Teen pregnancy may be connected to premature death, a study finds


A new study found that women who were pregnant as teenagers are more likely to die in early adulthood than women who did not have teen pregnancies.  

The study, published Wednesday in JAMA Network Open, found that in a sample of 2.2 million female teenagers aged 12 to 19 from Ontario, Canada, the risk of premature death was higher among women who had one or more pregnancies than among those who had never been pregnant.

The risk of premature death was 1.9 per 10,000 person-years among women who have not been pregnant, 4.1 among women who had one pregnancy and 6.2 among those who had two or more pregnancies. The risk was pronounced for those who had been pregnant before the age of 16.

The study examined the more than 2 million teenagers who experienced a pregnancy from 1991 to 2021, with the median age of pregnancy at 18 years old. Of those who had a teen pregnancy, more than 106,000 received an abortion, while 60,000 gave birth.

Researchers found that while teenagers who had an induced abortion were at a high risk of premature death, people who gave birth or had a miscarriage had a higher risk.

“Although direct deaths during teen pregnancy and childbirth are rare — predominantly from hemorrhage, hypertensive disorders, or sepsis — teen pregnancy may be a marker of adverse life experiences preceding and/or during the formative teen years,” the study said.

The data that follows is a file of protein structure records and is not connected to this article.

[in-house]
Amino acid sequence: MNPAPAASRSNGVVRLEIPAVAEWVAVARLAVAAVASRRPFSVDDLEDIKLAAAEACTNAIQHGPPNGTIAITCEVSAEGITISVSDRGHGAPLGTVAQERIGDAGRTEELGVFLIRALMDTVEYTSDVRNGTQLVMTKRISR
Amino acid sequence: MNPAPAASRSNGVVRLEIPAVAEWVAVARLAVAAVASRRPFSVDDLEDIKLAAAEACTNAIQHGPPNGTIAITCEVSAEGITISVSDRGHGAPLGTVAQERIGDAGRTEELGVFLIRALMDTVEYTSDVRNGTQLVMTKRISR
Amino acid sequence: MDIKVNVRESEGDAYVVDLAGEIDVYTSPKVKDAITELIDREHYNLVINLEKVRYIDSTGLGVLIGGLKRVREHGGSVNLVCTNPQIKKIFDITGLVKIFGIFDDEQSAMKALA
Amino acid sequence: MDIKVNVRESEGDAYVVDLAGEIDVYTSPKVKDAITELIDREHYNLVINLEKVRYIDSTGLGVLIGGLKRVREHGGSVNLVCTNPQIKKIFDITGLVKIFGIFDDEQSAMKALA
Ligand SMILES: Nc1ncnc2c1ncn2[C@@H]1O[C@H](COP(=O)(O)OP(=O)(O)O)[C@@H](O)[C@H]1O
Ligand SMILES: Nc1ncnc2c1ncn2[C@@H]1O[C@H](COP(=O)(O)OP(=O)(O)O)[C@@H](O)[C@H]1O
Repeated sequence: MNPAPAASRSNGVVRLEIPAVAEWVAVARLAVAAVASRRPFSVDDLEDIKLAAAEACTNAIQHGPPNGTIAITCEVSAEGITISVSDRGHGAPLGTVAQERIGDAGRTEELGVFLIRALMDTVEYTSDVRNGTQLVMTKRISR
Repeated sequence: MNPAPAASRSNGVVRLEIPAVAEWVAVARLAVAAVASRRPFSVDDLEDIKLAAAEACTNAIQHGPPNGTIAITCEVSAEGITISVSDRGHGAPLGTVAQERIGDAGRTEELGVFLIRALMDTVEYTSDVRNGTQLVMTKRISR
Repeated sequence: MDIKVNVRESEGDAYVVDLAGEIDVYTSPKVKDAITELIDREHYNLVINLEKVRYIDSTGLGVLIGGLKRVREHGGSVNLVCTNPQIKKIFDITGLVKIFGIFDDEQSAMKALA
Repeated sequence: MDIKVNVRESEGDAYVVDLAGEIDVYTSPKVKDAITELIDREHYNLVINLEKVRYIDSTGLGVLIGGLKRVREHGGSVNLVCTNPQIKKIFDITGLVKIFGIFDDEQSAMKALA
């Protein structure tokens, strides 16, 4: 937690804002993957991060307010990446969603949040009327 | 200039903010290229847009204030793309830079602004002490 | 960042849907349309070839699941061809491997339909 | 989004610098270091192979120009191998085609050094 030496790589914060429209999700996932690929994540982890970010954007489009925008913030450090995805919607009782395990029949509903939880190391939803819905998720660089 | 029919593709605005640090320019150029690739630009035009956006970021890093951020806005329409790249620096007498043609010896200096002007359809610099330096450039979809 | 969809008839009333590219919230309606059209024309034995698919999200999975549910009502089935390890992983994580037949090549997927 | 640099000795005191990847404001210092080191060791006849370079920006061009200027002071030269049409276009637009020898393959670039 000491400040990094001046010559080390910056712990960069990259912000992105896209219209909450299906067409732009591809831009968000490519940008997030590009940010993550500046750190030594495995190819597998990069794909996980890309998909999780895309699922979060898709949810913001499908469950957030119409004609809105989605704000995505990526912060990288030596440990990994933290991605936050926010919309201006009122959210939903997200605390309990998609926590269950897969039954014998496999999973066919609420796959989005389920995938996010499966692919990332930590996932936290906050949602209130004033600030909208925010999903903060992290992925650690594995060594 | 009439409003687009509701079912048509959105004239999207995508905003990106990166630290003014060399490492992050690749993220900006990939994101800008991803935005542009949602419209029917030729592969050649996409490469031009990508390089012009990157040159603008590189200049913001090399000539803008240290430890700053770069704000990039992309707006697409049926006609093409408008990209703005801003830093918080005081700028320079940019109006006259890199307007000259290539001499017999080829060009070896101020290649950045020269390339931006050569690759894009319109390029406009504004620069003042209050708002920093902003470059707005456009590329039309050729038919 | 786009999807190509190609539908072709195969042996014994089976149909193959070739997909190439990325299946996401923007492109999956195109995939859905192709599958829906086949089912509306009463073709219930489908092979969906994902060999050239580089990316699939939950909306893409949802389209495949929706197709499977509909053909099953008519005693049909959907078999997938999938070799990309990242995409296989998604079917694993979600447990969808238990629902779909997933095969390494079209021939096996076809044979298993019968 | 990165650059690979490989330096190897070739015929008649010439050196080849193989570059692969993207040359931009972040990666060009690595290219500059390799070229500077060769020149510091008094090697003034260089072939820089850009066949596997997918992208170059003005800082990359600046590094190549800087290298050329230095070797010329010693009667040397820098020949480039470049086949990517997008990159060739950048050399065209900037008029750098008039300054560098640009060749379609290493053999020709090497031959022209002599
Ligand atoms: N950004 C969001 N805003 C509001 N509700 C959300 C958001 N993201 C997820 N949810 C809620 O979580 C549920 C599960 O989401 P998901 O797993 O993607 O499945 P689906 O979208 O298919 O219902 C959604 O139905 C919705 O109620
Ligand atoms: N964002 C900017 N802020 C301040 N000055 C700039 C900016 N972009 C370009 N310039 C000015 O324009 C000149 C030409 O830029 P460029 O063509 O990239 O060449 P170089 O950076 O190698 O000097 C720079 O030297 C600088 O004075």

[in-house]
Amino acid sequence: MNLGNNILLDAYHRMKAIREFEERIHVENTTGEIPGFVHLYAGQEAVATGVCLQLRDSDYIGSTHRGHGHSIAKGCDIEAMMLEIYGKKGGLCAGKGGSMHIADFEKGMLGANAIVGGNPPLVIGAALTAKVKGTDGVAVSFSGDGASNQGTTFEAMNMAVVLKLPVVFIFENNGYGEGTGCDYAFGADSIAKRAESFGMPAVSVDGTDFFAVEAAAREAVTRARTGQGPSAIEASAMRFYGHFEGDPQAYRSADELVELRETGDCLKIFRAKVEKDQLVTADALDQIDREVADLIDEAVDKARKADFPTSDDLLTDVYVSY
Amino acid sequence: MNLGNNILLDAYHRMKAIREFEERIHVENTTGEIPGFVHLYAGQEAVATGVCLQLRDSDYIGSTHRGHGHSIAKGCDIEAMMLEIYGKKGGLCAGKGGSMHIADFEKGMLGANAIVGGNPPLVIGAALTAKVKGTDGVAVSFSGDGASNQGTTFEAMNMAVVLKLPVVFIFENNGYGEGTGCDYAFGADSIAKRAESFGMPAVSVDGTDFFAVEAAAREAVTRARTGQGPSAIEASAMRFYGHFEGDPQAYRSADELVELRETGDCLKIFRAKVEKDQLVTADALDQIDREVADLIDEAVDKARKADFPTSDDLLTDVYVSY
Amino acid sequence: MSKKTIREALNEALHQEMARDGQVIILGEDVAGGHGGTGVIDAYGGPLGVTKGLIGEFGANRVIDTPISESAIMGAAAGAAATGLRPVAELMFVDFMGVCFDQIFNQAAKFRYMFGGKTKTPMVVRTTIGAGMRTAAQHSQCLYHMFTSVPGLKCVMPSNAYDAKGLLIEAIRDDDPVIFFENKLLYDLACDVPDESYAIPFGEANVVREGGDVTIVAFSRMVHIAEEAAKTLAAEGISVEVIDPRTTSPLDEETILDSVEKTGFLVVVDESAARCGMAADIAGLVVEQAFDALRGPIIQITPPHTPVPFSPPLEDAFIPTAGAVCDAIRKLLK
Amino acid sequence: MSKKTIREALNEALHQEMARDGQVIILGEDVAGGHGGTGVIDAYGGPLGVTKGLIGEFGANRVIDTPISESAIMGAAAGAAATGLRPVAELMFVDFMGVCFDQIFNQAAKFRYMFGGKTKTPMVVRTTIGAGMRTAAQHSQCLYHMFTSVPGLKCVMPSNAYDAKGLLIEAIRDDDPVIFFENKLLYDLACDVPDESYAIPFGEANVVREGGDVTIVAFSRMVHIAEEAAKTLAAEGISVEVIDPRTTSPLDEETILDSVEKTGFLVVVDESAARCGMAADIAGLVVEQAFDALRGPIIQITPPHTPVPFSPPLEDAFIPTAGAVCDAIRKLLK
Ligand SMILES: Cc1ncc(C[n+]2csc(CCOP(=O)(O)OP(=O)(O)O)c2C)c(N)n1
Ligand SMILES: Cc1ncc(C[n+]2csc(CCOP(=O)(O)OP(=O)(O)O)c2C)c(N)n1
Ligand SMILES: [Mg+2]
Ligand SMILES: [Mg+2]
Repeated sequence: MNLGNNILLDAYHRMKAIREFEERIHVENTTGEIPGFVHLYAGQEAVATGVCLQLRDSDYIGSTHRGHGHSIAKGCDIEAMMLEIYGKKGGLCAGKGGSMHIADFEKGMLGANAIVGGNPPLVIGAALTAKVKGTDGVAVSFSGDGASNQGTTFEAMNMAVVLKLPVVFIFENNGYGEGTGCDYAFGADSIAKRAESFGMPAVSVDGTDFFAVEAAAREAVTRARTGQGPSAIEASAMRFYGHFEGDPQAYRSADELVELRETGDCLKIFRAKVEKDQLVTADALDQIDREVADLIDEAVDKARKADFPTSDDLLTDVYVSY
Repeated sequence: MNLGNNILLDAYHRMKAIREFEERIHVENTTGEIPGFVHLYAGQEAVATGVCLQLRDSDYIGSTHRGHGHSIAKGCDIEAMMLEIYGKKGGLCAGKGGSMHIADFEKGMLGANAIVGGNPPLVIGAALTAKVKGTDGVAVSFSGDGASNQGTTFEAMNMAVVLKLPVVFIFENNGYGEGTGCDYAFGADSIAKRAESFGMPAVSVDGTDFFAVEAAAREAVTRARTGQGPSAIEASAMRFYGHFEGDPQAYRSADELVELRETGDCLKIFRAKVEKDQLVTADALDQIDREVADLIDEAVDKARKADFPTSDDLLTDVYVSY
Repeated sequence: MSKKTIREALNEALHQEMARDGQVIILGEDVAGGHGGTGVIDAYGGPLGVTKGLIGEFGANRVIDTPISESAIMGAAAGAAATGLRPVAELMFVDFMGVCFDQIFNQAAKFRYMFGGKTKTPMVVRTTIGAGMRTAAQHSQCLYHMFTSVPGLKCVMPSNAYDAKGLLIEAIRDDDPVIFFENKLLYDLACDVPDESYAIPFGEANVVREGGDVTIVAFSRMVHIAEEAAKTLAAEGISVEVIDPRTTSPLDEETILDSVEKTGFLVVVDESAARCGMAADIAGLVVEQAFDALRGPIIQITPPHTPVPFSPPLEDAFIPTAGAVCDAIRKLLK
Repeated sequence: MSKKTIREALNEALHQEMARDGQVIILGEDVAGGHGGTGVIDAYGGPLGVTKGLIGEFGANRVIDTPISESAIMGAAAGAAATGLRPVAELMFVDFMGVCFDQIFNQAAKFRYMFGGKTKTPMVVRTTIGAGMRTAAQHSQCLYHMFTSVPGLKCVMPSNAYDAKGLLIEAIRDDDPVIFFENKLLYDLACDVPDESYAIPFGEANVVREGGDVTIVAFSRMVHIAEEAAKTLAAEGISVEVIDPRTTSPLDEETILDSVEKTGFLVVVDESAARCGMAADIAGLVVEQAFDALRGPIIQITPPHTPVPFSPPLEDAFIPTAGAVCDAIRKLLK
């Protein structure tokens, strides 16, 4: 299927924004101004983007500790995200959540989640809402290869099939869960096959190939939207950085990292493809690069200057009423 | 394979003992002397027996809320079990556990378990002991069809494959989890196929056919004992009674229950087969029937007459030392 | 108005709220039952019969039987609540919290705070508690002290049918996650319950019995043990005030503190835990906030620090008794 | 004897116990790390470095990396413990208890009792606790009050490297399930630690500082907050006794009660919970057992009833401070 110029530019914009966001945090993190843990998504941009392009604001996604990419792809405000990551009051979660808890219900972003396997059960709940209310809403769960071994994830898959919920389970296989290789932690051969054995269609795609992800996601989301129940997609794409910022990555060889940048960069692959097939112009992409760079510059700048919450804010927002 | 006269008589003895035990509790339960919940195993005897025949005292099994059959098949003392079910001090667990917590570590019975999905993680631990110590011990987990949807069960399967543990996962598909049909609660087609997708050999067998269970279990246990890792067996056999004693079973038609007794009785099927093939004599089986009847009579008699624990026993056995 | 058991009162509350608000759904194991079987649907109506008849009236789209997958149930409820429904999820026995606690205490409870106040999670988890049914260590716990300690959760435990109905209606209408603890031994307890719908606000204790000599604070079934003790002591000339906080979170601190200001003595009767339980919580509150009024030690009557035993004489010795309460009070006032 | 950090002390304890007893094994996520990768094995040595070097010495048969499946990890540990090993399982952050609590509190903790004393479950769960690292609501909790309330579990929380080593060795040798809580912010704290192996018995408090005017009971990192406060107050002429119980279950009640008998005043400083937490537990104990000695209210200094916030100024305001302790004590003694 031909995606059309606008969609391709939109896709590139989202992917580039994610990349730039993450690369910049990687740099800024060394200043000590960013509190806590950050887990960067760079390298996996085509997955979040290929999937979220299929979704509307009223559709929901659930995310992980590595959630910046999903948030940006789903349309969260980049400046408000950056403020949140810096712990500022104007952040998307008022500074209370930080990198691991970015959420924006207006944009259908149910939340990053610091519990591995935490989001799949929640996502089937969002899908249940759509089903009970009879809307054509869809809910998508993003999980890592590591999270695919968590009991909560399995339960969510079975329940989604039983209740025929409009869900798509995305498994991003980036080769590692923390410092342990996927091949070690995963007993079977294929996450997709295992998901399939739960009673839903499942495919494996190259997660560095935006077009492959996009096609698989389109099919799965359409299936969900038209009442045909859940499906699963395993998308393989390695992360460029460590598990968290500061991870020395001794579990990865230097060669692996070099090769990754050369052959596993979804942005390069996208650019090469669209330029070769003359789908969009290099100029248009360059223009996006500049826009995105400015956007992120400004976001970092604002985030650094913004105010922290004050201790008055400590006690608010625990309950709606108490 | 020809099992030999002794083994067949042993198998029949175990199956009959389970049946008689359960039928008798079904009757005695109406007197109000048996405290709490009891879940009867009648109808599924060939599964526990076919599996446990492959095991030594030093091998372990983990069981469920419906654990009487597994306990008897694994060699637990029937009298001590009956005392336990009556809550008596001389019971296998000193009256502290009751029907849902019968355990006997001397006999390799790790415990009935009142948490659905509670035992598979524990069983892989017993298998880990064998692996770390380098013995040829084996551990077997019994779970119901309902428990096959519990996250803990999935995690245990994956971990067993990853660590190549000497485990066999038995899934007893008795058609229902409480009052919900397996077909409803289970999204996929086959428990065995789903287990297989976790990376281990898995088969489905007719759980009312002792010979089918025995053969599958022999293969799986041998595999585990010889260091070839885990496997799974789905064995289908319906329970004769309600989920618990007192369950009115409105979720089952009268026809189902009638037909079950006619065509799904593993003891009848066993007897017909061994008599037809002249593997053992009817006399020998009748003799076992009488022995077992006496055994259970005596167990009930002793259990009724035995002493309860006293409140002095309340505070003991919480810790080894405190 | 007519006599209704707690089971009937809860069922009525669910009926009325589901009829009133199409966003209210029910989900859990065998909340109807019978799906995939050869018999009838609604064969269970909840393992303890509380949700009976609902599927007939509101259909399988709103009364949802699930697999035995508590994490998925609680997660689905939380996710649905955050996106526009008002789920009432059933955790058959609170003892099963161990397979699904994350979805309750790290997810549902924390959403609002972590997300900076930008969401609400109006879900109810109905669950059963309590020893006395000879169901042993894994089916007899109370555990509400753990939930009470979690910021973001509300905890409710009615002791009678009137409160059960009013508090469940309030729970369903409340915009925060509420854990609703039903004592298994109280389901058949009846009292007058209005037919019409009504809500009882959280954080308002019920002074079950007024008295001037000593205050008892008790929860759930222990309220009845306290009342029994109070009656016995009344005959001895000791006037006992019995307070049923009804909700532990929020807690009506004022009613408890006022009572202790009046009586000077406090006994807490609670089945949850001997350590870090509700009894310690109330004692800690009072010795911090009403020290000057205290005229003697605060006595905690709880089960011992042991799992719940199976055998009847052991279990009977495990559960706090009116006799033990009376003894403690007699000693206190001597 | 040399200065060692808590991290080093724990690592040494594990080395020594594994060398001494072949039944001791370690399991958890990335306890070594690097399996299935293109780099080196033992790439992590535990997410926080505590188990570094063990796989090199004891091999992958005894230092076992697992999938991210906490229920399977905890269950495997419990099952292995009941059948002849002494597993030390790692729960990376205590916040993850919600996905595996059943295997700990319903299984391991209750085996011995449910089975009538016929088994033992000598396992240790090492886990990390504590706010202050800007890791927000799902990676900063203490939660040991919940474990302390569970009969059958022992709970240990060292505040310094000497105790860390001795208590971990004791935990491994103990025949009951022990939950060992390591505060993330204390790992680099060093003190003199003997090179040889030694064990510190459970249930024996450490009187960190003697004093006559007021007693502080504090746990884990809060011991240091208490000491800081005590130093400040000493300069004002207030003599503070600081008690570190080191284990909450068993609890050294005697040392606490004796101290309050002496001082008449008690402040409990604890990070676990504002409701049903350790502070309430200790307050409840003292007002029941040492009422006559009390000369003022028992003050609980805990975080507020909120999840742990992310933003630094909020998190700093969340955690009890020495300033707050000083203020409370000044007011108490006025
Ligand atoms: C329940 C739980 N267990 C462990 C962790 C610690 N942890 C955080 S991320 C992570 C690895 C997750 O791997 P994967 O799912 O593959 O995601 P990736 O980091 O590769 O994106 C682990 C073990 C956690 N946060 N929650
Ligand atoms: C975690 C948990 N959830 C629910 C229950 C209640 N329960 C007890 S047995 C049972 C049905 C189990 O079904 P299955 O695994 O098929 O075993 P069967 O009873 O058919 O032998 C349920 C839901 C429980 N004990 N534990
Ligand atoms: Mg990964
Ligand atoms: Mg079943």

The study pointed to the links between sexual and emotional abuse, parental divorce or separation or income decline and subsequent teen pregnancies, substance use and suicide. A stable family, school and peer support, open communication with adult mentors about contraception, free access to contraception and female empowerment to abstain from unwanted intercourse are factors that prevent adolescent pregnancy, the study said.

“It remains to be determined whether there is an additive value in including teenage pregnancy in the prevention of premature mortality among young and middle-aged women,” the study concluded.

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